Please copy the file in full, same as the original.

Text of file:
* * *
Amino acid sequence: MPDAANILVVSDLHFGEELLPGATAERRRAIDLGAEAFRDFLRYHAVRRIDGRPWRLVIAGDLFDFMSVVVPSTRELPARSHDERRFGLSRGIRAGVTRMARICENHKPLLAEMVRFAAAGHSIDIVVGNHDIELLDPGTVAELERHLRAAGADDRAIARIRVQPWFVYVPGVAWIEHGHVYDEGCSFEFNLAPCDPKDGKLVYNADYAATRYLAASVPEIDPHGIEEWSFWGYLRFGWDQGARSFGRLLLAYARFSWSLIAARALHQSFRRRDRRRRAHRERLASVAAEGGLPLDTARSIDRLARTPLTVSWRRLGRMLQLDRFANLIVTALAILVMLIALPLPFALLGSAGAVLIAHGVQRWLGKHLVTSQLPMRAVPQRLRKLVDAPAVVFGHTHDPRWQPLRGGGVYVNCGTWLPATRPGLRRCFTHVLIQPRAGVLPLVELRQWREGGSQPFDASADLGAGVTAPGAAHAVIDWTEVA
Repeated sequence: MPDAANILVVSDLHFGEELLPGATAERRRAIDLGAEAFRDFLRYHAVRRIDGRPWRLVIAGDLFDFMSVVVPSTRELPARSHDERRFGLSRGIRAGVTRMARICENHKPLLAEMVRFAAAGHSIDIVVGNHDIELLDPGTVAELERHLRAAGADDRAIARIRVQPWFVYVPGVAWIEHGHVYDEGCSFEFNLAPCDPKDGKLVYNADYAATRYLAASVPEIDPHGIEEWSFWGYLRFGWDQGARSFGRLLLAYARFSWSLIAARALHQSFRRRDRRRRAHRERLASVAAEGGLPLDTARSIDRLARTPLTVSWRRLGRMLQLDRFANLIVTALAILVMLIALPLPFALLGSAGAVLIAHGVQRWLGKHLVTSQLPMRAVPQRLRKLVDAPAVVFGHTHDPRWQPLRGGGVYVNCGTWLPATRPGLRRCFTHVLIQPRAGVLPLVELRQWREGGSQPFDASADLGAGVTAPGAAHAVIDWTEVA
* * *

Amino acid sequence: MPDAANILVVSDLHFGEELLPGATAERRRAIDLGAEAFRDFLRYHAVRRIDGRPWRLVIAGDLFDFMSVVVPSTRELPARSHDERRFGLSRGIRAGVTRMARICENHKPLLAEMVRFAAAGHSIDIVVGNHDIELLDPGTVAELERHLRAAGADDRAIARIRVQPWFVYVPGVAWIEHGHVYDEGCSFEFNLAPCDPKDGKLVYNADYAATRYLAASVPEIDPHGIEEWSFWGYLRFGWDQGARSFGRLLLAYARFSWSLIAARALHQSFRRRDRRRRAHRERLASVAAEGGLPLDTARSIDRLARTPLTVSWRRLGRMLQLDRFANLIVTALAILVMLIALPLPFALLGSAGAVLIAHGVQRWLGKHLVTSQLPMRAVPQRLRKLVDAPAVVFGHTHDPRWQPLRGGGVYVNCGTWLPATRPGLRRCFTHVLIQPRAGVLPLVELRQWREGGSQPFDASADLGAGVTAPGAAHAVIDWTEVA
Repeated sequence: MPDAANILVVSDLHFGEELLPGATAERRRAIDLGAEAFRDFLRYHAVRRIDGRPWRLVIAGDLFDFMSVVVPSTRELPARSHDERRFGLSRGIRAGVTRMARICENHKPLLAEMVRFAAAGHSIDIVVGNHDIELLDPGTVAELERHLRAAGADDRAIARIRVQPWFVYVPGVAWIEHGHVYDEGCSFEFNLAPCDPKDGKLVYNADYAATRYLAASVPEIDPHGIEEWSFWGYLRFGWDQGARSFGRLLLAYARFSWSLIAARALHQSFRRRDRRRRAHRERLASVAAEGGLPLDTARSIDRLARTPLTVSWRRLGRMLQLDRFANLIVTALAILVMLIALPLPFALLGSAGAVLIAHGVQRWLGKHLVTSQLPMRAVPQRLRKLVDAPAVVFGHTHDPRWQPLRGGGVYVNCGTWLPATRPGLRRCFTHVLIQPRAGVLPLVELRQWREGGSQPFDASADLGAGVTAPGAAHAVIDWTEVA